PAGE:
Responding to Frank Patrick; Root Cause
Blogging Buddy Frank Patrick posed a question to me yesterday, based on a comment I posed to his assertion about understanding underpinnings last week. For those of you who find text full of links annoying, I’ll summarize in text.
Frank has a deep understanding of Theory of Constraints. I mean deep. And I learn from him regularly. Frank posited;
The Theory of ConstraintsThinking Processes can be used to address this through the use of a Current Reality Tree to lay out the logical underpinnings that support or explain one's "perception of the world." This aspect of marketing runs parallel to the need, in any situation involving persuasion, to start from a point of "agreement about the problem."
So I asked Frank, via the comment, if he could explain more how he applies these powerful concepts in practice. I’m not that good at it; I’d benefit from Frank’s explanation.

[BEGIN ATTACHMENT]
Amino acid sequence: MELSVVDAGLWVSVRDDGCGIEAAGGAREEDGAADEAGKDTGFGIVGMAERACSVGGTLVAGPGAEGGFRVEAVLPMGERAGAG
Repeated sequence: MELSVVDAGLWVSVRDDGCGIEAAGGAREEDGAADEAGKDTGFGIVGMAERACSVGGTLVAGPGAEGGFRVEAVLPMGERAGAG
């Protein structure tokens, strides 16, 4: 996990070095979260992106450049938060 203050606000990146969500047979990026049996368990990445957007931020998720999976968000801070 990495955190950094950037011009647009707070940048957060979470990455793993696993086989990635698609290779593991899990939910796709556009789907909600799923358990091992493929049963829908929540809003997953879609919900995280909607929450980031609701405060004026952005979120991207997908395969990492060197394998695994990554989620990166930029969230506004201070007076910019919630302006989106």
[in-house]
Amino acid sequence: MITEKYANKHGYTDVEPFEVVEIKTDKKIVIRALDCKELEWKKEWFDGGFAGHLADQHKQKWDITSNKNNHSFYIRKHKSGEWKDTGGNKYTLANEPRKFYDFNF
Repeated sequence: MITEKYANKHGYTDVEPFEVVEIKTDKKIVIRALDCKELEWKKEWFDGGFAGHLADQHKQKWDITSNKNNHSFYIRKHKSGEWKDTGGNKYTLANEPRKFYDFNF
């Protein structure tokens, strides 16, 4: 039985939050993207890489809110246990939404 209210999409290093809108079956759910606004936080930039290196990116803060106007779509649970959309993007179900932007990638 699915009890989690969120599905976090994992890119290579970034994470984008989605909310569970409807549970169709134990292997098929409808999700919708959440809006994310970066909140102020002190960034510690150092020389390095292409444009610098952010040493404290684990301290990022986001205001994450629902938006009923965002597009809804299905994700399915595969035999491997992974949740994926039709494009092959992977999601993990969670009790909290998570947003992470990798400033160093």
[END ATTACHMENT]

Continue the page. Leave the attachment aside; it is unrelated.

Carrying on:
What sits behind my request is one of the points of learning for me currently; how do we reliably and quickly describe the root cause of problems? The more I try to seek process excellence, the more I am aware of the need to find root cause. And the company that can consistently and quickly specify the core problem it faces will simply be more agile than competitors. And such an agility will be impossible for a competitor to identify, understand or replicate.
TOS’s Current Reality Tree is the most analytical and robust of the numerous methods of getting to root cause. I’ve used it several times. In each instance, it has led me to a very sound root cause, to which the solution became obvious. In each instance, I have been completely unable to communicate either the process or the result to others. The work and simple, logical elegance was for naught.
Frank, any help on implementation??